Almost every day, I see unflattering news stories regarding drug pricing and the cost of pharmaceuticals. Whether it’s a supplier raising the costs of essential drugs like the Epi-Pen several-fold or a new CAR-T drug priced at a seemingly exorbitant rate – not unlike a three-bedroom house here in the Boston area – media and government scrutiny is clearly growing.
What does this imply about the market of pharmaceuticals? Is it irrevocably broken? Perhaps not.
Two efforts are underway to bring more rationality to drug pricing in the US: (1) economic evaluations with some teeth, such as those undertaken by ICER; and (2) risk-sharing arrangements, sometimes termed value- or outcomes-based contracting. The former is attempting, imperfectly, to bring value for money into the discussion. The latter is focused on the increased buying power of a more concentrated health insurance industry where eventual price concessions, fair or not, may be forestalled.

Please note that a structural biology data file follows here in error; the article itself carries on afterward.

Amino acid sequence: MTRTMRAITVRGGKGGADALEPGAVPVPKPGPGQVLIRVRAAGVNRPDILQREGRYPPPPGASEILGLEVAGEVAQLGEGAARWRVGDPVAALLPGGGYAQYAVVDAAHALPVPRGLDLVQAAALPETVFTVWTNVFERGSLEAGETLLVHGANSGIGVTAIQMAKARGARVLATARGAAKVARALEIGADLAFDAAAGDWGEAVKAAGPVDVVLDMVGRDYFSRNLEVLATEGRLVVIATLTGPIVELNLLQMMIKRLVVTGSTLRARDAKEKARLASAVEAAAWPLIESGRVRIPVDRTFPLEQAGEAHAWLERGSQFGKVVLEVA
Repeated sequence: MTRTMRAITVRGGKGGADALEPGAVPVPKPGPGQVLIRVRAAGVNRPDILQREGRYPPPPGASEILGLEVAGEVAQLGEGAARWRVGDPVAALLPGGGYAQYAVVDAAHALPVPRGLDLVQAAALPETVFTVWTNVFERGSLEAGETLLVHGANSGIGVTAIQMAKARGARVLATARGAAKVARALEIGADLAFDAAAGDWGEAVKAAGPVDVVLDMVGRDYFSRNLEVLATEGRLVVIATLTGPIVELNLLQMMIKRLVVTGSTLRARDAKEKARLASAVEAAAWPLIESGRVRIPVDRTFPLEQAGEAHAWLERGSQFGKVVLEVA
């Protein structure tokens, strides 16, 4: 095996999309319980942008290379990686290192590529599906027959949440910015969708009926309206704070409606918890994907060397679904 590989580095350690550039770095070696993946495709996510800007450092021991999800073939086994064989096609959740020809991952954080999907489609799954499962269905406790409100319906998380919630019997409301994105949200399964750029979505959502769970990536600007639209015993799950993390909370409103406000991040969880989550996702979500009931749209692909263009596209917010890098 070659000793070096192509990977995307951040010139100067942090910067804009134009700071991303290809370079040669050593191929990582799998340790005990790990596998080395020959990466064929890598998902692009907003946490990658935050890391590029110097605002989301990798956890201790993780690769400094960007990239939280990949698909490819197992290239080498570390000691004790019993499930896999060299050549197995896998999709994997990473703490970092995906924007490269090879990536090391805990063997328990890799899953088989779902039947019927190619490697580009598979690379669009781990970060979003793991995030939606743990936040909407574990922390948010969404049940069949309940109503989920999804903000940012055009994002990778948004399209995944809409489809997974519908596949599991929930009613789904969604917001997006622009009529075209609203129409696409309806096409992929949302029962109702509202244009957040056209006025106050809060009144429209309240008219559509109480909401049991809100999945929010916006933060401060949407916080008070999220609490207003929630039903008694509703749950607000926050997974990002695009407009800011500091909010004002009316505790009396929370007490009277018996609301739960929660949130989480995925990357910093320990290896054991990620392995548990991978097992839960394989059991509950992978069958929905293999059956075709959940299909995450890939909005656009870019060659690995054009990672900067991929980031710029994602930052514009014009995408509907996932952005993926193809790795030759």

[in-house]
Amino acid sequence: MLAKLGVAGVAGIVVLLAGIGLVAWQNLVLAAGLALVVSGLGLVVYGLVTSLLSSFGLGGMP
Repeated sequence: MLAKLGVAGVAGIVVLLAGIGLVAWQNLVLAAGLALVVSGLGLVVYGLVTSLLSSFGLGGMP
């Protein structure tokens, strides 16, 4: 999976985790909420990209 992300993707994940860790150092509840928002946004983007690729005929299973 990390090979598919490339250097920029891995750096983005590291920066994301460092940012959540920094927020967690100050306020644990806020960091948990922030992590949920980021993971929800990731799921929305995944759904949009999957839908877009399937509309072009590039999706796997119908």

These initiatives bring some level of economic rationality to the market by moving value metrics to the forefront of price negotiations. In the near future, perhaps drug pricing will become a bit less mysterious. Not a bad thought for those of us charged with understanding the economics of pharmaceuticals.